The big imponderable at this time is what Obama will do. Will he use America’s veto for only the second time in eight years on the Security Council to protect Israel, or will he – in his final days in office – take out in the UN all his pent-up frustrations with Netanyahu and the settlement enterprise? Just hours before the vote, the White House has given no indication of what it will do. But Obama’s move to cap the offshore drilling must give pause to those hoping that he would not support the resolution, since he knows full well that the Trump administration will not like this move.
If Obama stopped the offshore drilling, knowing Trump is opposed, then there is reason to think that he would let this resolution pass.
In the waning days of the Obama administration, three countries are eager to propose anti-settlement resolutions at the UN. Our diplomatic correspondent looks at the timing, the math, and the potential significance
Even if an anti-settlement resolution passed, what difference would it make?
In the internal Israeli debate over what could happen at the Security Council in Obama’s last days, very little attention has been given to the question of how much impact an approved resolution would actually have. The answer is quite simple: Not much.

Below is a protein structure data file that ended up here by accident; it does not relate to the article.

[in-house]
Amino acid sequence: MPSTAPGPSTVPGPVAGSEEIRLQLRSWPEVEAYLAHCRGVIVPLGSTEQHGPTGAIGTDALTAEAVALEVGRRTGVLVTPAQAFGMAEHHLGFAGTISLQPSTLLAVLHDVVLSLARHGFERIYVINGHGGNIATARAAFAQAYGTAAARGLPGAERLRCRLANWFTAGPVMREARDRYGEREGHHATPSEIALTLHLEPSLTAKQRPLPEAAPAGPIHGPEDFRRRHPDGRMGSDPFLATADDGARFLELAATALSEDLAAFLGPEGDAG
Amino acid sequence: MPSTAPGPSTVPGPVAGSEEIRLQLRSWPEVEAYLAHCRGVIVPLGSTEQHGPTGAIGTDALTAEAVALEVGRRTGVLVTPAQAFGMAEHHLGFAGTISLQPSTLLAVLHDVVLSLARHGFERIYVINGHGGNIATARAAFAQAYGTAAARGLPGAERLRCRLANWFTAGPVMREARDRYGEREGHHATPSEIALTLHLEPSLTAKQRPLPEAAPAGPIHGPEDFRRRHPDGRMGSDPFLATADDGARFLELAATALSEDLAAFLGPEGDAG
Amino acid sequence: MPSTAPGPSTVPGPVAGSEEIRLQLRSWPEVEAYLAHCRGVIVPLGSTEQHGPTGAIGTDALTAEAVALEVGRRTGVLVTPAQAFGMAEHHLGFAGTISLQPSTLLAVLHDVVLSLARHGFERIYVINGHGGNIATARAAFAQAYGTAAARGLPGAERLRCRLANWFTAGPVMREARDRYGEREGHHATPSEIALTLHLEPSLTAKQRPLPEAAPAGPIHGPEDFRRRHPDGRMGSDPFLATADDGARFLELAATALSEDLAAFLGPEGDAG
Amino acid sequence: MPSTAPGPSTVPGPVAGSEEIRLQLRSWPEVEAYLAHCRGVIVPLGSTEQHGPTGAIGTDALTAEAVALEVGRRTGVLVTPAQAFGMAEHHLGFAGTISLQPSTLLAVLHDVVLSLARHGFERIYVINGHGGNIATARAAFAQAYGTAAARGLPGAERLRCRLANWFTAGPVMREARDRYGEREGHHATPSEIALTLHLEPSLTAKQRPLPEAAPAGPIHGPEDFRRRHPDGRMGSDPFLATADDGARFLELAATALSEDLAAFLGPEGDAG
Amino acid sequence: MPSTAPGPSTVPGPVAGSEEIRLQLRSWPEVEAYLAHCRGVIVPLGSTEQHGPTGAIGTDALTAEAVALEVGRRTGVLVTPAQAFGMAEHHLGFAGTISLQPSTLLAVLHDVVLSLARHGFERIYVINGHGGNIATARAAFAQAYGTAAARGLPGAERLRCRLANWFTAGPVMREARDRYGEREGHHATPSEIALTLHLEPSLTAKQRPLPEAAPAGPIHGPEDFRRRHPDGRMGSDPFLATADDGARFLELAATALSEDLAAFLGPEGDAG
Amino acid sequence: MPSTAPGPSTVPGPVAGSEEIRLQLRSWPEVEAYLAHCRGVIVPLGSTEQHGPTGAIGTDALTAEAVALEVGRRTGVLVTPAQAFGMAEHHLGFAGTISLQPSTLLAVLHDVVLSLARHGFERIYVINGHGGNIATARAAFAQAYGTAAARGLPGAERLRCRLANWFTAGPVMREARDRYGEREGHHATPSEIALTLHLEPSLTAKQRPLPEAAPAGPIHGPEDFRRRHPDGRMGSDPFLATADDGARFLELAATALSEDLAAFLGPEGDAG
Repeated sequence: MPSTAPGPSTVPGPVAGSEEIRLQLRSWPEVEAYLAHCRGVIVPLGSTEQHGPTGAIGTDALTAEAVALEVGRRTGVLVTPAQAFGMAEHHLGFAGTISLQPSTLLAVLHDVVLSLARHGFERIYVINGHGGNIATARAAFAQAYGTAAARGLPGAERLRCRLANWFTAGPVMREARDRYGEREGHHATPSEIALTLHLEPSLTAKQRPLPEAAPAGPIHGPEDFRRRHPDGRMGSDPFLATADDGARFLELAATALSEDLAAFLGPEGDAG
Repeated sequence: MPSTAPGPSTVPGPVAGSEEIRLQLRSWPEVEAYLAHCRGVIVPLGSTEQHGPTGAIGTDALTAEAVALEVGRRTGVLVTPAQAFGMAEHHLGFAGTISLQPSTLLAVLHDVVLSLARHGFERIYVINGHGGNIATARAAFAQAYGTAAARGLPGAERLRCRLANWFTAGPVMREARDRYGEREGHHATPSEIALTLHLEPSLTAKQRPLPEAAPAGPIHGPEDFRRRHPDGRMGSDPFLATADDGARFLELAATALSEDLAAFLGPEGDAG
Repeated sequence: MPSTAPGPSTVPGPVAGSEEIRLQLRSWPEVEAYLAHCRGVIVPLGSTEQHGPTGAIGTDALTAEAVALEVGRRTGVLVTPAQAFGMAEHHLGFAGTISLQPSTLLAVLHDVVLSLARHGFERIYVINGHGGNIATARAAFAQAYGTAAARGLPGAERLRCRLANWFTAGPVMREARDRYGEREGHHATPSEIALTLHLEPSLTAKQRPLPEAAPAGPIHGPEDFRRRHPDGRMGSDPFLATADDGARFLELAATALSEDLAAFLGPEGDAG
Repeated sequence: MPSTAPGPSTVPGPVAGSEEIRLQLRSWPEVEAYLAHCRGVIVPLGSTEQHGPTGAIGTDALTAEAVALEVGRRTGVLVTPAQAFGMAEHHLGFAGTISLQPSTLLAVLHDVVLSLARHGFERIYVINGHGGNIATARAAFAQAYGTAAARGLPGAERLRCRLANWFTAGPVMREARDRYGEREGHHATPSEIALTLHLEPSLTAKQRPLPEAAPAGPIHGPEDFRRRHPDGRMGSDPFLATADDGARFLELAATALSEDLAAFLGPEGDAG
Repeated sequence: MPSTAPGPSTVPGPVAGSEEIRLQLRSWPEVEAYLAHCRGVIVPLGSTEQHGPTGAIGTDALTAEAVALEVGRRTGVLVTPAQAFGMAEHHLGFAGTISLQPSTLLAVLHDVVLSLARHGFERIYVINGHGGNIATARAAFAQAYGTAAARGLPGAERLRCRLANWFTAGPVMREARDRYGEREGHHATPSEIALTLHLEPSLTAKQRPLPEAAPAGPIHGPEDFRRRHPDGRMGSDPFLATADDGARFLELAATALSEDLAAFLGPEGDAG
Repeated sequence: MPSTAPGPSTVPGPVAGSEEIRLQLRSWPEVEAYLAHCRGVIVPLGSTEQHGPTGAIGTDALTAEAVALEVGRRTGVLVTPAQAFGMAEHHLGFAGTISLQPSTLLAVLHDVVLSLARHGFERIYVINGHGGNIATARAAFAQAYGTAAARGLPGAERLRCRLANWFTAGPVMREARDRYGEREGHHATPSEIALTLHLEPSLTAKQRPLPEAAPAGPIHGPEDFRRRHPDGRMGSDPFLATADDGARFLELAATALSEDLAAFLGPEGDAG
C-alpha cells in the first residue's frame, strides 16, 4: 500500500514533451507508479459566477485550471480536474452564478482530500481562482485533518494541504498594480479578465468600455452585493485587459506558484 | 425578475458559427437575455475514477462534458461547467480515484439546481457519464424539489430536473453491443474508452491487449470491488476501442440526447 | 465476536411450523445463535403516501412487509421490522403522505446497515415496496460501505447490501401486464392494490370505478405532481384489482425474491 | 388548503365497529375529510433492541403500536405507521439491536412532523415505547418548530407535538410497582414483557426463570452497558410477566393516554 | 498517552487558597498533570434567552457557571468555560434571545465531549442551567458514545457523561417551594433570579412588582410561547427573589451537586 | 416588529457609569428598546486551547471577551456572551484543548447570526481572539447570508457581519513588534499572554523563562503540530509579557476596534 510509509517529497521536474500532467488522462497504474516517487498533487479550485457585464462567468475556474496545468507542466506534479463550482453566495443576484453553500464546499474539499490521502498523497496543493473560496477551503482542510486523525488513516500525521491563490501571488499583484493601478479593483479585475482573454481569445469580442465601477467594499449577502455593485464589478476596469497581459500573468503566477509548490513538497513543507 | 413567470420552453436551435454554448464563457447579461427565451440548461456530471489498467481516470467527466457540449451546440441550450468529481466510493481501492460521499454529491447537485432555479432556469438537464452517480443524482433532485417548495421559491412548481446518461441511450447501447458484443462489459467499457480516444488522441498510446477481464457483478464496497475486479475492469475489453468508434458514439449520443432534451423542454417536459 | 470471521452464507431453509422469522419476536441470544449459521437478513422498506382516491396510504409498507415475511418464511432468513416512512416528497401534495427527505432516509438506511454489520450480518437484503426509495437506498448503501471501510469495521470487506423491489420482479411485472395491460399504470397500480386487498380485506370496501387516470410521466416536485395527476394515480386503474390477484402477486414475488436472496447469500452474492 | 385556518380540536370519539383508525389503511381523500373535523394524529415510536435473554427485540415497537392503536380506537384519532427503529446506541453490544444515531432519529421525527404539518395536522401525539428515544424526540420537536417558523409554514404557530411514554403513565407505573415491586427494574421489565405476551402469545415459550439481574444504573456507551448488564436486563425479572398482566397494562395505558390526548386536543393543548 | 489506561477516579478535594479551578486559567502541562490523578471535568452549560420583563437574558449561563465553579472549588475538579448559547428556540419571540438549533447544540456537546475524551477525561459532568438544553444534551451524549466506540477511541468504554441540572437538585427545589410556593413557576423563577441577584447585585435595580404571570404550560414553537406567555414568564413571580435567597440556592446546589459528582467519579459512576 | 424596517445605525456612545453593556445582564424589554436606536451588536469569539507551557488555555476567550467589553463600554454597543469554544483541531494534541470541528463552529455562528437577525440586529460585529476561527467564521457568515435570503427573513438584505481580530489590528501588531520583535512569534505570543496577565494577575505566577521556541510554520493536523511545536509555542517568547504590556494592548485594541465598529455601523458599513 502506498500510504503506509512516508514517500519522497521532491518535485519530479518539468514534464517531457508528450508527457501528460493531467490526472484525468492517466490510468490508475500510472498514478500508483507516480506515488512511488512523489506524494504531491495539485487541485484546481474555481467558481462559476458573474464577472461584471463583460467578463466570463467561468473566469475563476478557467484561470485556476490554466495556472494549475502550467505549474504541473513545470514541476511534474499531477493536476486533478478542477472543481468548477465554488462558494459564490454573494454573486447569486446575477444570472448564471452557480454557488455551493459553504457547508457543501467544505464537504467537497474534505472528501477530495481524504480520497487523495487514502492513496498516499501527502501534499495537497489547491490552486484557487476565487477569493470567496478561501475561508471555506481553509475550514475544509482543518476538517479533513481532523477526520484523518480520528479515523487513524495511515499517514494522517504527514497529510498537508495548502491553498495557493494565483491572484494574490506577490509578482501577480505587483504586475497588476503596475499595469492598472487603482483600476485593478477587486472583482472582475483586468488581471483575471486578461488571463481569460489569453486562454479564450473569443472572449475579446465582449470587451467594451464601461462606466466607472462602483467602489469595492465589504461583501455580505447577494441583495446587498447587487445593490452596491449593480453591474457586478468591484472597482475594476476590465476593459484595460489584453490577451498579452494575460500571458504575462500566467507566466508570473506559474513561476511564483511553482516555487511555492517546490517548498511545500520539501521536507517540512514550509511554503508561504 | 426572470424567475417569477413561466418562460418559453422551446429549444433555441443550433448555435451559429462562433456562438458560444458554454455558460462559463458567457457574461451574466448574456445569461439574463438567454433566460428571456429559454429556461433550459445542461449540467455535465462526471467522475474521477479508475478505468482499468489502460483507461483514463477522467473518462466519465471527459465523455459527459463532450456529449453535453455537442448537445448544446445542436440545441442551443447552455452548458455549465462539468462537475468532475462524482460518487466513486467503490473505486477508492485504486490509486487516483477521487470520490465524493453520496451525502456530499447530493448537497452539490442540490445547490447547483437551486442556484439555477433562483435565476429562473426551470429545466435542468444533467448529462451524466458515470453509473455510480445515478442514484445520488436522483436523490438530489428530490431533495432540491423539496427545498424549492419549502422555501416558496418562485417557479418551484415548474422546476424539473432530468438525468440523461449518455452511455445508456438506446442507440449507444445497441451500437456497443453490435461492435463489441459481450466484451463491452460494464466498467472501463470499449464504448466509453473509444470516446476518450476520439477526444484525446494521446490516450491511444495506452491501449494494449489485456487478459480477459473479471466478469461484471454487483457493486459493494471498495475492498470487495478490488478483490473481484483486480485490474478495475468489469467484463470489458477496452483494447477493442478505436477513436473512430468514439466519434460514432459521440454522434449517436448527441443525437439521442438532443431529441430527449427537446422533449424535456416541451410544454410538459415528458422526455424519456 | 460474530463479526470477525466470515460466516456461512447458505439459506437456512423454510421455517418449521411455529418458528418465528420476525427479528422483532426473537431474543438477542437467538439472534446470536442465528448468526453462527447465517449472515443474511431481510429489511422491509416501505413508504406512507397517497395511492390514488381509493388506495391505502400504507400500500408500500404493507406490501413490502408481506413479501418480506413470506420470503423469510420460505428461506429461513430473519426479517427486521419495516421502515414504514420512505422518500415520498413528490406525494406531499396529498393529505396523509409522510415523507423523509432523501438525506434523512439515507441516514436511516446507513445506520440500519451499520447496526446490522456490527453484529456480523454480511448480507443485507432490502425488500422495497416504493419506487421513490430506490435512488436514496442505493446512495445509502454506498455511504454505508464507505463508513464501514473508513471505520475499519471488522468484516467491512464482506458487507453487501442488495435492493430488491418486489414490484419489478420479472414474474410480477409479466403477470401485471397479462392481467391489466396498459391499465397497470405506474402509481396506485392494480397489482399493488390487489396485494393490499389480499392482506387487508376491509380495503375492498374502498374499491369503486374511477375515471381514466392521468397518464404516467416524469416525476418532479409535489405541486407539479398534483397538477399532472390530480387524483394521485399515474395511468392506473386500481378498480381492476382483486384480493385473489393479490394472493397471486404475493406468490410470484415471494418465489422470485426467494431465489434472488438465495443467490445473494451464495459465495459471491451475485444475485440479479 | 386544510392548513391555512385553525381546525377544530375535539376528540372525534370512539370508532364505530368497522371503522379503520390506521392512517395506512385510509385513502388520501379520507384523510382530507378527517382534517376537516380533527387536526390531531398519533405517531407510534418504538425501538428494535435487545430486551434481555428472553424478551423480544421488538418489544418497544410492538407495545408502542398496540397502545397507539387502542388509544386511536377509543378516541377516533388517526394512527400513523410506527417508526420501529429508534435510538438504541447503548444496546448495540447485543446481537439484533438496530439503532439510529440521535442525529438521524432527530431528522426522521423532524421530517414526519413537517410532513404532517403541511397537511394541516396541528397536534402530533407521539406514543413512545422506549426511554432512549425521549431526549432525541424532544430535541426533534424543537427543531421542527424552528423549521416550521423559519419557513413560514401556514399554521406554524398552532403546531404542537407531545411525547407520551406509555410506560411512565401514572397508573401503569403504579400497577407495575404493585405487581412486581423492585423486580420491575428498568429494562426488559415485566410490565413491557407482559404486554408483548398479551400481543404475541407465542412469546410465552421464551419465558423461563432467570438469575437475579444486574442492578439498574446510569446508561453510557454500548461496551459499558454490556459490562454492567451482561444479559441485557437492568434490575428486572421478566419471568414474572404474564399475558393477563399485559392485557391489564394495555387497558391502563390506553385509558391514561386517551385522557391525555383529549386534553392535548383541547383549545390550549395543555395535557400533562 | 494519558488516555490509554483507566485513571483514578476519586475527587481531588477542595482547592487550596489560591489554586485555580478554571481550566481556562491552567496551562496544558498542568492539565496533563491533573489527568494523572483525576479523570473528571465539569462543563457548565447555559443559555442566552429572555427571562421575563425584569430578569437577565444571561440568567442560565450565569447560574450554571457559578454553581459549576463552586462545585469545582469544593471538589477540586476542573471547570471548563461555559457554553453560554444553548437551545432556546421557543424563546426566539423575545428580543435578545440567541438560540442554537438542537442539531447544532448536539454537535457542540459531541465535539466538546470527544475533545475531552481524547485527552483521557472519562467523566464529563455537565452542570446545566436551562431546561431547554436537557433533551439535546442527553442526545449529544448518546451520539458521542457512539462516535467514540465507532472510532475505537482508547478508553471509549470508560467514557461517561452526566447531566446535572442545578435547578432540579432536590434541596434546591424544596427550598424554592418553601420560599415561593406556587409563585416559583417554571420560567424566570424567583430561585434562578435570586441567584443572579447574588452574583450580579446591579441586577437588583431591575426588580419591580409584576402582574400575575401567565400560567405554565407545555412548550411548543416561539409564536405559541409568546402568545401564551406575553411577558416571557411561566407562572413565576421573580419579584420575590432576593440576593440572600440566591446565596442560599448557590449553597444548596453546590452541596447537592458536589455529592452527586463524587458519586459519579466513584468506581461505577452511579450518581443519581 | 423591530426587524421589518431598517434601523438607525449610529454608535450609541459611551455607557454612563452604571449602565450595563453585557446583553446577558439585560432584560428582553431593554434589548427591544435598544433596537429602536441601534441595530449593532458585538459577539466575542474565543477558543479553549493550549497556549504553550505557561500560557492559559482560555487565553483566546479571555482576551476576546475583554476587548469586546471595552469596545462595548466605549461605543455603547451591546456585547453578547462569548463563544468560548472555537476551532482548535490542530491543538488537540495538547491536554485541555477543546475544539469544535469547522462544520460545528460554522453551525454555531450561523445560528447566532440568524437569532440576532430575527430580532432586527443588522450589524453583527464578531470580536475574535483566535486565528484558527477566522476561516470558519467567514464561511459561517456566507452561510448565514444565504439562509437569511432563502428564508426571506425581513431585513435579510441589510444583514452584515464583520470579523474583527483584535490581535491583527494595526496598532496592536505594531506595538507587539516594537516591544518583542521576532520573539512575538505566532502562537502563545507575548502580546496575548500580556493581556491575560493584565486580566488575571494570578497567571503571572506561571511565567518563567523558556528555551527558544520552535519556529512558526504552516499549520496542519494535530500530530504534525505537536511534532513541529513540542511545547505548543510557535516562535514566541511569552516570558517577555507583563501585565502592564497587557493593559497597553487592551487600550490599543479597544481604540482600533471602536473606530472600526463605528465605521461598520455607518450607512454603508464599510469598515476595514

“It won’t change anything immediately,” said Aeyal Gross, a professor of international law at Tel Aviv University, even though — as opposed to decisions taken by the General Assembly — countries are obligated to act according to Security Council resolutions. It is possible that a first resolution might pave the way for another one, which at some point could lead to additional resolutions under Chapter VII of the UN Charter, which deals with “threat[s] to the peace, breach of the peace, or act[s] of aggression.”
Hypothetically, an anti-settlement resolution passed under this chapter could legitimize sanctions against Israel or even military force, “but this is very unlikely at this point,” Gross said. “Currently, it would amount only to a diplomatic embarrassment.”
According to Baker, the Foreign Ministry’s legal adviser, any text that could possibly pass would merely serve as “another point that the Palestinians will try to use in their PR fight against Israel.”